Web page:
Here's the first part of the "60 Minutes" report last night with John McCain. Note, at about 12:30 into the segment, the gulf between the words he speaks and his body language on the question of whether Palin is ready to serve as president...
Even at this late date, enough of McCain's old reformer cred comes through in the interview--the nugget about moving the political office out of the West Wing was a nice touch, as was the idea of naming Andrew Cuomo (much as I dislike the guy personally) as SEC chief--that I still find him clearly preferable to sociopaths like Romney or, god forbid, Il Douche Giuliani. But this is a guy in his 70s, with a history of skin cancer, who endured something unimaginably taxing and horrific as a younger man. And Palin is more frightening than either Romney, who at least is smart, or Giuliani, whose paranoia and autocratic tendencies are much better documented. It makes me sad to think that McCain probably grasps all this on some level--and is willing to run the risk in order to boost his own chances to sit in the big chair.
This Newsweek piece on the meaning and risk of the Palin candidacy, by the atheist writer Sam Harris, strikes me as right on.
What is so unnerving about the candidacy of Sarah Palin is the degree to which she represents—and her supporters celebrate—the joyful marriage of confidence and ignorance. Watching her deny to Gibson that she had ever harbored the slightest doubt about her readiness to take command of the world's only superpower, one got the feeling that Palin would gladly assume any responsibility on earth:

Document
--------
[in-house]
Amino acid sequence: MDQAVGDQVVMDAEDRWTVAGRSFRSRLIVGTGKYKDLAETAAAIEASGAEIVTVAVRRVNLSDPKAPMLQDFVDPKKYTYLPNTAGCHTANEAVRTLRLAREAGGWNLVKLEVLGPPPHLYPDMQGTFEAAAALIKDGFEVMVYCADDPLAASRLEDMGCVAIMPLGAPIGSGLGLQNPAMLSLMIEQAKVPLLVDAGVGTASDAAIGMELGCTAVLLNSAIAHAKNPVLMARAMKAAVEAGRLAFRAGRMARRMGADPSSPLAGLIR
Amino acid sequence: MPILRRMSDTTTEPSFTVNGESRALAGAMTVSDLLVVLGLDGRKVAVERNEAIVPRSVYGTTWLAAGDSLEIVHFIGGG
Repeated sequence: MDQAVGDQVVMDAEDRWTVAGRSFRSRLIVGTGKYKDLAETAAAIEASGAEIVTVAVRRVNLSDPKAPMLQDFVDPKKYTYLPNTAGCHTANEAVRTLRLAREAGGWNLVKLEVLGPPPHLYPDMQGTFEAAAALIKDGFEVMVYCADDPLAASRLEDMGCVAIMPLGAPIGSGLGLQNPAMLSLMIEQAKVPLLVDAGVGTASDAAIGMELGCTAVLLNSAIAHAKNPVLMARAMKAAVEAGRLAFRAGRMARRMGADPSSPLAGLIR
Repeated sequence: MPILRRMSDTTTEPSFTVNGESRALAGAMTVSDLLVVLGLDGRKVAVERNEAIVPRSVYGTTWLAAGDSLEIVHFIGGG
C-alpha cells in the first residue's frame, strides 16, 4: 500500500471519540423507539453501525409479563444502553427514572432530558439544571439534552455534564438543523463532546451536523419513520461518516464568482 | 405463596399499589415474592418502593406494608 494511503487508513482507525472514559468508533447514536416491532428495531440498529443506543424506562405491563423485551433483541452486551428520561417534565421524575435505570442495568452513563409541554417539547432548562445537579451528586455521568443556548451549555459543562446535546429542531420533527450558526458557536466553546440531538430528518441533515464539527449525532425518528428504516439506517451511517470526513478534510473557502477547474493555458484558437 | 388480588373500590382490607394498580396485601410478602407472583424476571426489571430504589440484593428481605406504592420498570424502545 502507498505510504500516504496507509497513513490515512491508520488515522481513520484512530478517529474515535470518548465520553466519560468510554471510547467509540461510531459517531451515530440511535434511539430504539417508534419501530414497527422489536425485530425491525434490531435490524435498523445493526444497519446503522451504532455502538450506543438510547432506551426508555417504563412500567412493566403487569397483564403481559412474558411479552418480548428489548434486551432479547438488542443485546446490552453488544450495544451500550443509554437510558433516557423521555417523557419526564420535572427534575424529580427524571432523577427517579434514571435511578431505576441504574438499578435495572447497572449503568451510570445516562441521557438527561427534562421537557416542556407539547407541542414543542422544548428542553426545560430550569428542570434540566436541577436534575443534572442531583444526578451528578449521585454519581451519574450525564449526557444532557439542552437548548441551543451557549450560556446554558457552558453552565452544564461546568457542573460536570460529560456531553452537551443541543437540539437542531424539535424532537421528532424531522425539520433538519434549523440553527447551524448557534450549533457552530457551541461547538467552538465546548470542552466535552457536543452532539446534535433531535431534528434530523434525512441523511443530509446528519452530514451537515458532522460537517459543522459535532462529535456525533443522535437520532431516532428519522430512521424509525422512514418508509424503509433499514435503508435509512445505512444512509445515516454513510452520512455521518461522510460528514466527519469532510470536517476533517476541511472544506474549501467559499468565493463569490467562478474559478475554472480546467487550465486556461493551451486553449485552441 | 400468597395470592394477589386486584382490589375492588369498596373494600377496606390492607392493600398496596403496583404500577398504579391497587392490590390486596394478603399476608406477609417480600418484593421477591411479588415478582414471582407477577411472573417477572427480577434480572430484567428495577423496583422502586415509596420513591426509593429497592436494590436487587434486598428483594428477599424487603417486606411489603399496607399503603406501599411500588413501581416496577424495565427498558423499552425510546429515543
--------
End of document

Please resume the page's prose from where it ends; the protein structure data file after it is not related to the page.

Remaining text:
"Governor Palin, are you ready at this moment to perform surgery on this child's brain?"
"Of course, Charlie. I have several boys of my own, and I'm an avid hunter."
"But governor, this is neurosurgery, and you have no training as a surgeon of any kind."
"That's just the point, Charlie. The American people want change in how we make medical decisions in this country. And when faced with a challenge, you cannot blink."
The prospects of a Palin administration are far more frightening, in fact, than those of a Palin Institute for Pediatric Neurosurgery. Ask yourself: how has "elitism" become a bad word in American politics? There is simply no other walk of life in which extraordinary talent and rigorous training are denigrated. We want elite pilots to fly our planes, elite troops to undertake our most critical missions, elite athletes to represent us in competition and elite scientists to devote the most productive years of their lives to curing our diseases. And yet, when it comes time to vest people with even greater responsibilities, we consider it a virtue to shun any and all standards of excellence. When it comes to choosing the people whose thoughts and actions will decide the fates of millions, then we suddenly want someone just like us, someone fit to have a beer with, someone down-to-earth—in fact, almost anyone, provided that he or she doesn't seem too intelligent or well educated.
Perhaps it's time for "our side" to start fighting the culture wars in earnest--to make the case that, yes, education and skills and judgment and temperament all matter, and should be celebrated rather than disparaged. And that, whatever Palin's (or Obama's, or anybody's) faith, the country must run itself on the common ground of shared secular values.